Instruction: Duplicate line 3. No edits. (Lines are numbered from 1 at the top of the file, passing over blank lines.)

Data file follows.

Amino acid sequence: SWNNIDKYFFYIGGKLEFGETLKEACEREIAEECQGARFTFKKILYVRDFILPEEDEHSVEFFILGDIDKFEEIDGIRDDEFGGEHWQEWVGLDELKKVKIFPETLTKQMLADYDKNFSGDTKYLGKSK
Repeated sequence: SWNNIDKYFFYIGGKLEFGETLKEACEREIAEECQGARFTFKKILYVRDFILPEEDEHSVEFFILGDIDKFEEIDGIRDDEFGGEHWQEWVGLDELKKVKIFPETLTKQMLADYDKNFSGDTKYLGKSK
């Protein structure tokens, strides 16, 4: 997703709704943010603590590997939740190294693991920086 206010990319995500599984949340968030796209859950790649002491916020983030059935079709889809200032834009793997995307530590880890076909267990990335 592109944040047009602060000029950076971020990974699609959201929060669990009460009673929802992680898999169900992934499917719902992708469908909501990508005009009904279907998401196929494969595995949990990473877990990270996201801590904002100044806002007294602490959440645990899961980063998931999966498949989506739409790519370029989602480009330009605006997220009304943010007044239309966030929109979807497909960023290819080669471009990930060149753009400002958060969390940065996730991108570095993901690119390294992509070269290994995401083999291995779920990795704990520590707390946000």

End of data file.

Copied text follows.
């Protein structure tokens, strides 16, 4: 997703709704943010603590590997939740190294693991920086 206010990319995500599984949340968030796209859950790649002491916020983030059935079709889809200032834009793997995307530590880890076909267990990335 592109944040047009602060000029950076971020990974699609959201929060669990009460009673929802992680898999169900992934499917719902992708469908909501990508005009009904279907998401196929494969595995949990990473877990990270996201801590904002100044806002007294602490959440645990899961980063998931999966498949989506739409790519370029989602480009330009605006997220009304943010007044239309966030929109979807497909960023290819080669471009990930060149753009400002958060969390940065996730991108570095993901690119390294992509070269290994995401083999291995779920990795704990520590707390946000």